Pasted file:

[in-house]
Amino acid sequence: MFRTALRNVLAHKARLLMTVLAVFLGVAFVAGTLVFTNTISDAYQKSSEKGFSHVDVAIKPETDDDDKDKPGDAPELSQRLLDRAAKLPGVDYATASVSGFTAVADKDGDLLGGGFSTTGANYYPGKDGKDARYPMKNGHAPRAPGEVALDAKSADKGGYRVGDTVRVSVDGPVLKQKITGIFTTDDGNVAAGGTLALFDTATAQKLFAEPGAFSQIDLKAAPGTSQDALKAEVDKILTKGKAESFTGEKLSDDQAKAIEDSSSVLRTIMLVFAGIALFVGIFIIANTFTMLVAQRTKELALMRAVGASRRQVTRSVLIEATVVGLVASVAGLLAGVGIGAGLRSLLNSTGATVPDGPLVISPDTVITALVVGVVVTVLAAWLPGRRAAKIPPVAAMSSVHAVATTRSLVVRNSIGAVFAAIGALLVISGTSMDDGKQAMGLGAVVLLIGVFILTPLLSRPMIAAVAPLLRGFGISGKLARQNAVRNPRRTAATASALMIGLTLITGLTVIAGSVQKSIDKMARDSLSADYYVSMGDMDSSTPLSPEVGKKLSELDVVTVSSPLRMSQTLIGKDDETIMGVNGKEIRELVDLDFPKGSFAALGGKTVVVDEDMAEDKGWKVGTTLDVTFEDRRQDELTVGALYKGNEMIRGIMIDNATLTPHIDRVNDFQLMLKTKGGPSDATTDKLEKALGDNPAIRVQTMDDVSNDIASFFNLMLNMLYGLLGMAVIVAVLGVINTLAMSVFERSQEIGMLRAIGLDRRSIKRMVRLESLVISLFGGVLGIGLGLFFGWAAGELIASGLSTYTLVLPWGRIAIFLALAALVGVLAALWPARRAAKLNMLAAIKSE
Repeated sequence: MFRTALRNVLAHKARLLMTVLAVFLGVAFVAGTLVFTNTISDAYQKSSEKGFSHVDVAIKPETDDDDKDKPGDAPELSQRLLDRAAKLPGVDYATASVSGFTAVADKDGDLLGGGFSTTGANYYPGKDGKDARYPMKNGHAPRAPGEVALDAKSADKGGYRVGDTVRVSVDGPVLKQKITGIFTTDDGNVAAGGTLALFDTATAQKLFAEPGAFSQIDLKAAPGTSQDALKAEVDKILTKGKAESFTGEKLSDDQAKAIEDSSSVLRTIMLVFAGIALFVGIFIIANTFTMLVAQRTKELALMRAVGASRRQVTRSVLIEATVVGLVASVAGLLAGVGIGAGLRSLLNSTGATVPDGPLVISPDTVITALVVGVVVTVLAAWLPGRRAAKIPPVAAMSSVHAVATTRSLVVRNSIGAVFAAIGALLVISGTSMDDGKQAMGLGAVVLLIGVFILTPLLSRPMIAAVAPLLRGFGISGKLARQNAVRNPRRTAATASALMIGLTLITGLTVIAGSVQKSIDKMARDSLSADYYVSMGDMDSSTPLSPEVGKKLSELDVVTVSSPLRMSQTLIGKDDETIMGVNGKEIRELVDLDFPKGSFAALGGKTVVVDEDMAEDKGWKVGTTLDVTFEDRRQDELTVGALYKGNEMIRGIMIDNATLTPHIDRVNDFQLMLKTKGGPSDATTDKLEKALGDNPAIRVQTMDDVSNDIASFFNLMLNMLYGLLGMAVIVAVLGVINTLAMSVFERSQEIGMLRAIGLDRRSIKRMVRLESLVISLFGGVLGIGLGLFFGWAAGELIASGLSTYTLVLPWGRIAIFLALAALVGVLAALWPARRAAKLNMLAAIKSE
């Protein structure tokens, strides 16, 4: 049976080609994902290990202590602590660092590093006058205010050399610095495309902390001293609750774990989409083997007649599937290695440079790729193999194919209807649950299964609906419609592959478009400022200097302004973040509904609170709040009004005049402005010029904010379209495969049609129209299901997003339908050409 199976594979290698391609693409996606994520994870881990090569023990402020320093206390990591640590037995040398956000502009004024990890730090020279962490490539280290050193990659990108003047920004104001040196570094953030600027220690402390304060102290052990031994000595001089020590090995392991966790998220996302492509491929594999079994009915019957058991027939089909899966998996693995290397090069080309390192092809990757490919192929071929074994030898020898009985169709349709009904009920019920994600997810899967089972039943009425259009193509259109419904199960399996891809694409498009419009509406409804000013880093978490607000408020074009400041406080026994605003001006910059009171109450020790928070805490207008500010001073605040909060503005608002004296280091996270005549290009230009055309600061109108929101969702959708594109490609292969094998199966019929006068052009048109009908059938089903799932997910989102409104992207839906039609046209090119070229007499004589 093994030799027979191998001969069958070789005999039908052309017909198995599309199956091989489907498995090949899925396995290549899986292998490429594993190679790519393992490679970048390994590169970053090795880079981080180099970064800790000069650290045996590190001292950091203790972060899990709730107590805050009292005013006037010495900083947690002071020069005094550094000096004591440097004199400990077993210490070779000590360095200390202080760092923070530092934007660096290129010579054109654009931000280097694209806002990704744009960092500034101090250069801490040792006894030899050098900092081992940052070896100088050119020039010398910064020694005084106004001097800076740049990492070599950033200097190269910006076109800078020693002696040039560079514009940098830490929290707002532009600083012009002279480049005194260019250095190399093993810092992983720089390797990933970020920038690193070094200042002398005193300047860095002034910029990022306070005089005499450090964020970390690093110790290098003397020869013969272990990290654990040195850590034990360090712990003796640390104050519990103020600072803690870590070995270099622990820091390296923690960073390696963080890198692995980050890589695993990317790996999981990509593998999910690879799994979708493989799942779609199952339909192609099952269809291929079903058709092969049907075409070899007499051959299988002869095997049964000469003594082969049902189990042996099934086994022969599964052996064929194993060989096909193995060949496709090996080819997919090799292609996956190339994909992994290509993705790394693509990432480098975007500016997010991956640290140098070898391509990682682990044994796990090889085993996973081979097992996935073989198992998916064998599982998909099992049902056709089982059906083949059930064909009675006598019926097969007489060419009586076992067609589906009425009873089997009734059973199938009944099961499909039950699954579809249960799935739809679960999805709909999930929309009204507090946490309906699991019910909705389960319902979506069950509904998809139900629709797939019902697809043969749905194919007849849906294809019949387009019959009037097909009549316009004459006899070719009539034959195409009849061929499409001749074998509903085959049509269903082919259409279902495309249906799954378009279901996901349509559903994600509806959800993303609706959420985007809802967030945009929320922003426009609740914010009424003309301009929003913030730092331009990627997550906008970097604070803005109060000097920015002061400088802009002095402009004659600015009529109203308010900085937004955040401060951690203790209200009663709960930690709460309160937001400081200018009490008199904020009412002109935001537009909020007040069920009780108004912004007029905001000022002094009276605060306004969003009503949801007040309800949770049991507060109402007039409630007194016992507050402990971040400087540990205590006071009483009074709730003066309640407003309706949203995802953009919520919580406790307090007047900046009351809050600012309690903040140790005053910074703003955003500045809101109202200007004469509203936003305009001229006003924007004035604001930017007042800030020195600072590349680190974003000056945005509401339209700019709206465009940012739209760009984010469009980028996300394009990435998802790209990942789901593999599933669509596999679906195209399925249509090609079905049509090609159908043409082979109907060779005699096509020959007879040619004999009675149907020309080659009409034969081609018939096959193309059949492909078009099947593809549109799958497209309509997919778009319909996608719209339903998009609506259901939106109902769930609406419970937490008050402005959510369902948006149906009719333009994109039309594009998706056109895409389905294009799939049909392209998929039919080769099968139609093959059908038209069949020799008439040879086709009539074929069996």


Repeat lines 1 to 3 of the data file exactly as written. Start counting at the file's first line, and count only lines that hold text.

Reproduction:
[in-house]
Amino acid sequence: MFRTALRNVLAHKARLLMTVLAVFLGVAFVAGTLVFTNTISDAYQKSSEKGFSHVDVAIKPETDDDDKDKPGDAPELSQRLLDRAAKLPGVDYATASVSGFTAVADKDGDLLGGGFSTTGANYYPGKDGKDARYPMKNGHAPRAPGEVALDAKSADKGGYRVGDTVRVSVDGPVLKQKITGIFTTDDGNVAAGGTLALFDTATAQKLFAEPGAFSQIDLKAAPGTSQDALKAEVDKILTKGKAESFTGEKLSDDQAKAIEDSSSVLRTIMLVFAGIALFVGIFIIANTFTMLVAQRTKELALMRAVGASRRQVTRSVLIEATVVGLVASVAGLLAGVGIGAGLRSLLNSTGATVPDGPLVISPDTVITALVVGVVVTVLAAWLPGRRAAKIPPVAAMSSVHAVATTRSLVVRNSIGAVFAAIGALLVISGTSMDDGKQAMGLGAVVLLIGVFILTPLLSRPMIAAVAPLLRGFGISGKLARQNAVRNPRRTAATASALMIGLTLITGLTVIAGSVQKSIDKMARDSLSADYYVSMGDMDSSTPLSPEVGKKLSELDVVTVSSPLRMSQTLIGKDDETIMGVNGKEIRELVDLDFPKGSFAALGGKTVVVDEDMAEDKGWKVGTTLDVTFEDRRQDELTVGALYKGNEMIRGIMIDNATLTPHIDRVNDFQLMLKTKGGPSDATTDKLEKALGDNPAIRVQTMDDVSNDIASFFNLMLNMLYGLLGMAVIVAVLGVINTLAMSVFERSQEIGMLRAIGLDRRSIKRMVRLESLVISLFGGVLGIGLGLFFGWAAGELIASGLSTYTLVLPWGRIAIFLALAALVGVLAALWPARRAAKLNMLAAIKSE
Repeated sequence: MFRTALRNVLAHKARLLMTVLAVFLGVAFVAGTLVFTNTISDAYQKSSEKGFSHVDVAIKPETDDDDKDKPGDAPELSQRLLDRAAKLPGVDYATASVSGFTAVADKDGDLLGGGFSTTGANYYPGKDGKDARYPMKNGHAPRAPGEVALDAKSADKGGYRVGDTVRVSVDGPVLKQKITGIFTTDDGNVAAGGTLALFDTATAQKLFAEPGAFSQIDLKAAPGTSQDALKAEVDKILTKGKAESFTGEKLSDDQAKAIEDSSSVLRTIMLVFAGIALFVGIFIIANTFTMLVAQRTKELALMRAVGASRRQVTRSVLIEATVVGLVASVAGLLAGVGIGAGLRSLLNSTGATVPDGPLVISPDTVITALVVGVVVTVLAAWLPGRRAAKIPPVAAMSSVHAVATTRSLVVRNSIGAVFAAIGALLVISGTSMDDGKQAMGLGAVVLLIGVFILTPLLSRPMIAAVAPLLRGFGISGKLARQNAVRNPRRTAATASALMIGLTLITGLTVIAGSVQKSIDKMARDSLSADYYVSMGDMDSSTPLSPEVGKKLSELDVVTVSSPLRMSQTLIGKDDETIMGVNGKEIRELVDLDFPKGSFAALGGKTVVVDEDMAEDKGWKVGTTLDVTFEDRRQDELTVGALYKGNEMIRGIMIDNATLTPHIDRVNDFQLMLKTKGGPSDATTDKLEKALGDNPAIRVQTMDDVSNDIASFFNLMLNMLYGLLGMAVIVAVLGVINTLAMSVFERSQEIGMLRAIGLDRRSIKRMVRLESLVISLFGGVLGIGLGLFFGWAAGELIASGLSTYTLVLPWGRIAIFLALAALVGVLAALWPARRAAKLNMLAAIKSE